The available database comprises research projects in Fisheries, Aquaculture, Seafood Processing and Marine Biotechnology active in the time period 2003-2022.
BlueBio is an ERA-NET COFUND created to directly identify new and improve existing ways of bringing bio-based products and services to the market and find new ways of creating value from in the blue bioeconomy.

More information on the BlueBio project and participating funding organizations is available on the BlueBio website: www.bluebioeconomy.eu

Last Update: 2018/03/29

NA
Aquaculture
Biological effects of antifouling and bacteriostatic compounds used in the Mediterranean mariculture industry today
National
National
Efthimia Cotou
ecotou@hcmr.gr
HCMR-IMBBC - Hellenic Center for Marine Research; Institute of Marine Biology, Biotechnology and Aquaculture (Greece)
NA - Not available (Not available)
2005
2007
€ 17,921
NA
The last decades the euryhaline fish farming industry has achieved considerable production numbers in the Mediterranean region. The intensive cultivation of Sparus aurata and Dicentrarchus labrax the most culture species in Greece and Spain, has had an explosive adventure development. The increased uses of new antifouling compounds as well as the bacteriostatic treatments to control bacterial diseases in these farming species have supported the explosive development of their intensive culture. Antifouling compounds are used to combat biological fouling on mariculture nets and other marine equipment. The biological effects of some previously used biocides such as tributyltin oxides (TBTO) are well known. However, new antifouling compounds have been introduced to the mariculture industry, as replacement of TBTO, but their biological effects on these farmed species as well as on other marine organisms have not been clarified. Likewise in intensive fish farming bacteriostatics are widely using as well, both as feed additives and for mass therapy. Mostly are given as medicated feed pellets and calculations have indicated that 70-80% of these compounds ends up in the environment (Hektoen et al., 1995). Only few studies investigated the toxic effects of such compounds on some aquatic organisms and even less on crustaceans. Investigations focused primarily on the acute toxic effects of antibacterial agents. However, there is lack of data of their biological effects on farming species (e.g. Sparus aurata and Dicentrarchus labrax) as well as on other marine organisms like crustaceans. Yet, bacteriostatics such as antibiotics are suspicious environmental contaminants as they are biologically active, which obviously is part of their nature, whereas antibacterial agents are usually very soluble. In order to be as effective as possible they often have a low biodegradability. This property poses a potential for bioaccumulation and persistence in the marine environment around the fish cages. The aim of the present study is to determine whether the use of some new antifouling compounds as well as some of the common used bacteriostatics are causing, or are likely to cause undesirable biological effects on fish farmed species and on other species living close to the nets.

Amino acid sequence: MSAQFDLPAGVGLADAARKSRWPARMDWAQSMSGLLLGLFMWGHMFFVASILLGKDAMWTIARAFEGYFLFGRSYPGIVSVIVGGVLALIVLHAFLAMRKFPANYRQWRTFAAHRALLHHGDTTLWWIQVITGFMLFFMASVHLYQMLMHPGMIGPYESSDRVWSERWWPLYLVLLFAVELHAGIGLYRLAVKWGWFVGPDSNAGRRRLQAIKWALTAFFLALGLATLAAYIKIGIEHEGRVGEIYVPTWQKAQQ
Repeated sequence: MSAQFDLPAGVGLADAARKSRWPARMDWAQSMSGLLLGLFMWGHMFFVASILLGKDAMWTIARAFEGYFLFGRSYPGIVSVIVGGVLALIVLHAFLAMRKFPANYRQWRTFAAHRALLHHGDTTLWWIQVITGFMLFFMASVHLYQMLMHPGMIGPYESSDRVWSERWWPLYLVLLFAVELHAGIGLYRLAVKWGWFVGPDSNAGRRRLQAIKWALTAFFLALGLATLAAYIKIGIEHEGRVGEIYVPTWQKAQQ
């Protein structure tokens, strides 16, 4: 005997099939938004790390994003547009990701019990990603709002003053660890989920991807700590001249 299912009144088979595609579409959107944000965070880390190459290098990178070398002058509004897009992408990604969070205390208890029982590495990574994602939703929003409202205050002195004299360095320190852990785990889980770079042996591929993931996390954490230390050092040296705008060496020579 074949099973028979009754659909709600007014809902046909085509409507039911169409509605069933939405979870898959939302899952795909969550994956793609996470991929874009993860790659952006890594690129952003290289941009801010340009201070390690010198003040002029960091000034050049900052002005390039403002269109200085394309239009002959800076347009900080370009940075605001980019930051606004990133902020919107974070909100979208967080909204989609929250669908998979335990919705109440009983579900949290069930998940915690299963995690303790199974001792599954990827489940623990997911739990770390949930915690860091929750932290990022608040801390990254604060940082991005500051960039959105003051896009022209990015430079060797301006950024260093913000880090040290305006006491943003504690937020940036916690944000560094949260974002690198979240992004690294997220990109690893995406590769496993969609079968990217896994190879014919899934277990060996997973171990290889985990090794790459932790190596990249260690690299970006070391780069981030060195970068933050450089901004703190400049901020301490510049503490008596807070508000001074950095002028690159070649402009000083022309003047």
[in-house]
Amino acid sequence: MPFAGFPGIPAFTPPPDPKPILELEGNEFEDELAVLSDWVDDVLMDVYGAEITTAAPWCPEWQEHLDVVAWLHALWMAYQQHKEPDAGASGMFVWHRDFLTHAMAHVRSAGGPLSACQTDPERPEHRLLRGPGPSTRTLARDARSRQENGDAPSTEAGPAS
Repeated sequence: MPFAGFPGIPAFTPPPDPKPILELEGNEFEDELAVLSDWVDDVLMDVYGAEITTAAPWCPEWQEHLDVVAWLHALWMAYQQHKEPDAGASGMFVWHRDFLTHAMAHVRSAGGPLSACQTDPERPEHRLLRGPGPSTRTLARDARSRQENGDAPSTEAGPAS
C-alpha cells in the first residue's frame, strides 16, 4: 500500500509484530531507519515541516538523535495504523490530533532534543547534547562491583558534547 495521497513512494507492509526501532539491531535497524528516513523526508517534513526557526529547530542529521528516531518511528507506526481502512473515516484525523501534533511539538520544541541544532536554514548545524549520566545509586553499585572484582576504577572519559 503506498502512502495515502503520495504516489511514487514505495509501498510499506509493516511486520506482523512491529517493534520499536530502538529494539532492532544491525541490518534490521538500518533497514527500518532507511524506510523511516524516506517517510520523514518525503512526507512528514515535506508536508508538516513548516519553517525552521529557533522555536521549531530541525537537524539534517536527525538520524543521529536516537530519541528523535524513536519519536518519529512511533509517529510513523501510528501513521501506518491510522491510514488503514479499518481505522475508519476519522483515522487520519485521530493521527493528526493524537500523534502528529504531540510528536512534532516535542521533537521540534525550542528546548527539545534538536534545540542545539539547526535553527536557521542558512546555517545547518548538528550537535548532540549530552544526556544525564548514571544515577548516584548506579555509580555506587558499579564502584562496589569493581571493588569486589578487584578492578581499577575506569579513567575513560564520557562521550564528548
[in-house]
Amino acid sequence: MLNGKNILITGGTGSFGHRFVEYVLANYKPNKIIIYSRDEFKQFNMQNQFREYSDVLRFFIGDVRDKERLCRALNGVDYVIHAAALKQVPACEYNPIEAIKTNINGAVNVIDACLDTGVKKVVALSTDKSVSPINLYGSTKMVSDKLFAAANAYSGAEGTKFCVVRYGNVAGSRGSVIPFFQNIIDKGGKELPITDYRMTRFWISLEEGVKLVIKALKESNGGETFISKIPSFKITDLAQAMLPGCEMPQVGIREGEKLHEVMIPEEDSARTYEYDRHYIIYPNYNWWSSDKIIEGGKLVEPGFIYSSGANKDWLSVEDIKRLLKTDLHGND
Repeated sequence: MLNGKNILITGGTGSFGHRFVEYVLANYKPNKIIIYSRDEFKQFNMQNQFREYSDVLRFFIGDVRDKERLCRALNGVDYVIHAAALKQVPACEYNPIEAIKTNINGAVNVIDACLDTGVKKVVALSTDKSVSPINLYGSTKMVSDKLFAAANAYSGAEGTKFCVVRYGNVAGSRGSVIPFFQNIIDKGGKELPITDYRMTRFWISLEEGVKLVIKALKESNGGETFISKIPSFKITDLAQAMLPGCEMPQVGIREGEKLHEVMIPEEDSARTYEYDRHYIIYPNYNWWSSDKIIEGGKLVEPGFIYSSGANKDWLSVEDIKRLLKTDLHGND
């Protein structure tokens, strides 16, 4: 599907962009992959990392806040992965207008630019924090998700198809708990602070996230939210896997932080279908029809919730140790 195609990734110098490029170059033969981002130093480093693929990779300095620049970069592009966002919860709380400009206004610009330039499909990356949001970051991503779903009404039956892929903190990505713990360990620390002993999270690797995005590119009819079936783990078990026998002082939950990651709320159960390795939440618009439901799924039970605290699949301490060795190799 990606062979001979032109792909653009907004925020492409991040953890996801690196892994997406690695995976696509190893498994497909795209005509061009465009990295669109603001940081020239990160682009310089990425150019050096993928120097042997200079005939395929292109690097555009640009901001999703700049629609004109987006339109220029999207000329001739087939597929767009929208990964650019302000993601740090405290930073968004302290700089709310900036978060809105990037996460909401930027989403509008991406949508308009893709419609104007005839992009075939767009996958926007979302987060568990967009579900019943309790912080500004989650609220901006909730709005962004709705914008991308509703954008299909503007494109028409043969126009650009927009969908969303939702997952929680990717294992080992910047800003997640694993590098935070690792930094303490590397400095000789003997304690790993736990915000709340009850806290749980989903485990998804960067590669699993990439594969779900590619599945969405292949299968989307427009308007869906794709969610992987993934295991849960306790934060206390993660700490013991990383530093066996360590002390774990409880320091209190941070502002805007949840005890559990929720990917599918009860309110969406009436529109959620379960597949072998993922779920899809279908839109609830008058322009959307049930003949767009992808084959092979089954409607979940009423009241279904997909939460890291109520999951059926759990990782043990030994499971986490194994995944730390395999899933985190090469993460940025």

Antifouling; Environmental impact; Engineering;
Southern Adriatic Sea (GSA 18) Corsica Island (GSA 8) Ligurian and North Tyrrhenian Sea (GSA 9) South Tyrrhenian Sea (GSA 10) Gulf of Lions (GSA 7) Sardinia (east) (GSA 11.2) Sardinia (west) (GSA 11.1) Northern Alboran Sea (GSA 1) Northern Spain (GSA 6) Balearic Island (GSA 5) Algeria (GSA 4) Alboran Island (GSA 2) Southern Alboran Sea (GSA 3) Southern Ionian Sea (GSA 21) Western Ionian Sea (GSA 19) Eastern Ionian Sea (GSA 20) Aegean Sea (GSA 22) Crete Island (GSA 23) North Levant (GSA 24) Cyprus Island (GSA 25) Levant (GSA 27) South Levant (GSA 26) Gulf of Gabes (GSA 14) Malta Island (GSA 15) South of Sicily (GSA 16) Gulf of Hammamet (GSA 13) Northern Adriatic (GSA 17) Northern Tunisia (GSA 12)
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